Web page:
Top and tail. Or just top the green beans depending on how damaged they are at the ends. Heat the oil in a wok (preferred) or large pan, then throw everything else in. Toss around a few times and saute on medium. When the tomatoes show a bit of a sign of breaking down, cover the wok and stir from time to time but keep the steam in. The tomatoes will go into a bit of a mushy paste around the beans.

It is ready when the beans are at the level of cookedness that YOU like. I like them slightly underdone. Tip into a bowl and serve. There is no real need to salt but you can add a pinch of sea salt at the beginning if you like.

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My friend Sue has just spent a quality nine days in Wellington Hospital’s maternity ward after giving birth to twins. Sue tends to be a lot less fussy than me about the standard of food deemed to be “edible”. Sue eats (and enjoys) frozen dinners from the supermarket. But even Sue was balking at consuming much of the institutional repast served up from the hospital’s kitchen. I am sure that if you took the food into a lab and spun it into its component cells – it must be nutricious or the hospital wouldn’t serve it. You just don’t want to look at it when you eat it.

Sue reached her Waterloo when the lunch shown below was served at about day 6 in the maternity ward.

Hospital food - Sue's Waterloo

Hospital food - Sue's Waterloo

I got a distress call that she needed real food. And was desperately craving eggs. I drew a blank for a moment. I was in town running errands. It was freezing and wintry-wet. And I was trying to work out how I could pick up scrambled eggs from somewhere and get them to her without them turning into a revolting congealed mess.

The epiphany came when I remembered Pranah’s Spanish omelette (with tomato, olives and potato and a green side salad) – delicious hot or lukewarm. Pranah is a vegetarian cafe in Newtown and one of my favourite Wellington brunch/ lunch spots. As a die-hard carnivore, you know the food is good if I can forget the lack of bacon on the menu. They serve Newtown’s own People’s Coffee and rank up there as one of the better coffee spots in the city.

The Pranah team came to Sue’s rescue. The result wasn’t as pretty as it usually is on a plate as the goal was to keep it warm. The chef was particularly creative with the takeaway side salad. Rather than stuffing it into the container with the hot omelette he put it in a milkshake cup.

The good news is that Susan had a piping hot, healthy and delicious lunch. And polished off the lot. Creative serving photo displayed below.

Pranah's Spanish omelette - takeaway

Pranah's Spanish omelette - takeaway. It is normally served flat on the plate with green salad on top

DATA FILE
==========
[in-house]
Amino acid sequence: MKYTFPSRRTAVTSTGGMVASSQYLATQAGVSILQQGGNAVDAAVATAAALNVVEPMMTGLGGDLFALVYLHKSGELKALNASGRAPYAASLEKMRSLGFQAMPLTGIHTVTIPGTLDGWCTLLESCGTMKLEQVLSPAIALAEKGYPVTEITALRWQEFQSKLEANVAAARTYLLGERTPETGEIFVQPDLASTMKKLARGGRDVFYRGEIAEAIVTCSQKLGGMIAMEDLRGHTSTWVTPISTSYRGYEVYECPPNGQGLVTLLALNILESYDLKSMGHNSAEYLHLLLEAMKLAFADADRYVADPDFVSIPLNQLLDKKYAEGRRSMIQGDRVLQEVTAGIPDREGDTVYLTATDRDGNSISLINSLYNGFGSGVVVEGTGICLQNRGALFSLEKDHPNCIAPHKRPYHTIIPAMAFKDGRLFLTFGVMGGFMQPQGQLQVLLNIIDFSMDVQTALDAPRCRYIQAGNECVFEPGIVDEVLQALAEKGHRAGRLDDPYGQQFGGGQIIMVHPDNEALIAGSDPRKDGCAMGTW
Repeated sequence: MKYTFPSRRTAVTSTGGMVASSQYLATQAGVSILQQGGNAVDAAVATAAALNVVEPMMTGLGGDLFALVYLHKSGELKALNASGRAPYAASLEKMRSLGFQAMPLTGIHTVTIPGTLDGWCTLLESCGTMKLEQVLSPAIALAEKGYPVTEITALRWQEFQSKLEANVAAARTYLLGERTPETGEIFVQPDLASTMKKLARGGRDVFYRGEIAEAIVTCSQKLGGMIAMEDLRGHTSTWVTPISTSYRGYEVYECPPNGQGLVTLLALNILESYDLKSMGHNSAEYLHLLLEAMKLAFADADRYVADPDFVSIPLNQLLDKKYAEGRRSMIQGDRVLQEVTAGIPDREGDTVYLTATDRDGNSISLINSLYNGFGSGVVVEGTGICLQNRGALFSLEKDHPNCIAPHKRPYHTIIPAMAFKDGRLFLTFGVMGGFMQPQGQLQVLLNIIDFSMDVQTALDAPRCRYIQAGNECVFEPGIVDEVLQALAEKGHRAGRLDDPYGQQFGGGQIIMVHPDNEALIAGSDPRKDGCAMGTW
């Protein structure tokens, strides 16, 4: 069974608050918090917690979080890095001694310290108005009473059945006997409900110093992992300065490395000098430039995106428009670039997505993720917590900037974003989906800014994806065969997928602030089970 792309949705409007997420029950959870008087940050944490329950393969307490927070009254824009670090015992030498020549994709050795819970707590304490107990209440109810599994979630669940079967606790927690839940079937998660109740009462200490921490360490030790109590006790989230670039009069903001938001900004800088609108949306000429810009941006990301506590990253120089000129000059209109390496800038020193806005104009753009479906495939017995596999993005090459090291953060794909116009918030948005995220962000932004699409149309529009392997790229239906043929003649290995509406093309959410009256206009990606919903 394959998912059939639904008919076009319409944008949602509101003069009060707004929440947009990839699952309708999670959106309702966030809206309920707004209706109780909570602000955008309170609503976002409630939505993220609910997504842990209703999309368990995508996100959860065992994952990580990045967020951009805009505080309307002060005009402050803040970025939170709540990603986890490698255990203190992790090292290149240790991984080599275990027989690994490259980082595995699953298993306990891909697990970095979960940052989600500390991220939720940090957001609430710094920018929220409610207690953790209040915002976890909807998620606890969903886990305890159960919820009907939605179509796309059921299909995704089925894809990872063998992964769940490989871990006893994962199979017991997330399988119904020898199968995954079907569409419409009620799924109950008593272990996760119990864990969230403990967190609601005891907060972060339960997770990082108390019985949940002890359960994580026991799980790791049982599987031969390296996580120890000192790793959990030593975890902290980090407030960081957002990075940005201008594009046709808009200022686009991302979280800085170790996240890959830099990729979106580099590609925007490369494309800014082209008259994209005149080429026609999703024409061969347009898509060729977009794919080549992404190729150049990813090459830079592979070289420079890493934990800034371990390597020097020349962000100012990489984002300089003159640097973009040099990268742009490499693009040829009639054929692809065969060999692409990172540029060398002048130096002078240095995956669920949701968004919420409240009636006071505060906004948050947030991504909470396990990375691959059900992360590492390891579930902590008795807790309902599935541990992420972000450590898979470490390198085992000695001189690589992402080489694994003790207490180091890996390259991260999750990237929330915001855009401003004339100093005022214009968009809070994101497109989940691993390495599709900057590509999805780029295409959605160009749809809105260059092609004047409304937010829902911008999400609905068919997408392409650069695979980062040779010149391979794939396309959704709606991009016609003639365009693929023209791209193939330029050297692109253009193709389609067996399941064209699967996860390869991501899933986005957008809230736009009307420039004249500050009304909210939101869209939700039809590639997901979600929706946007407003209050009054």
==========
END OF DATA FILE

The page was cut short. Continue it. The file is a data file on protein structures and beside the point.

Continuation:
Pranah's side salad

Pranah's side salad - creatively served.

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Leek and potato soup is one of my favourite soups of all time. For some reason I always have it in my head as being more fiddly to make than a hearty chicken and vegetable soups (which I make all the time for lunches in winter – and which take loads more time to slice and dice). In fact it is very straightforward to make and is absolutely delicious. In theory it can be served hot or cold. I have never been a huge fan of cold soups. It feels faintly wrong!

Don’t get super precious about exact quantities. Approximate is fine. Key thing is to roughly match the quantities of potatoes in leeks. And using a decent stock does make a difference.

Leek and potato soup with cracked pepper

Leek and potato soup with cracked pepper

4 leeks, leafy green tops removed, quartered legnthwise (then washed), sliced into 1cm dice
3 medium onions, roughly chopped
3-4 cloves of garlic, chopped
3T olive oil
3-4 bayleaves
1.5-2 litres of chicken or vegetable stock (I loathe cubes so either make it fresh or buy the fresh stuff in those plastic bladders)
potatoes – peeled and diced into small cubes, roughly the same weight as the leeks AFTER they have been prepared
1t salt
cracked pepper to taste

Heat the olive oil in a large heavy based pan or saucepan. Add all the leeks, onions, garlic and bayleaves. Saute on medium to low for at least 10 minutes until the leeks are wilted and the onion and garlic are cooked and well softened.

In a stock-pot or very large saucepan, heat the stock until just boiling. Add the leek mixture and the potatoes. Cover and simmer on low until the potatoes are cooked to softened but not disintegrating. Season with salt and pepper. Remove the bayleaves! And blend in the food processor in batches to whatever smoothness you like.

Serve hot with any of the following: dollop of sour cream; bit of chopped parsley; some grated parmesan.

This soup does freeze well but you shouldn’t keep it indefinitely.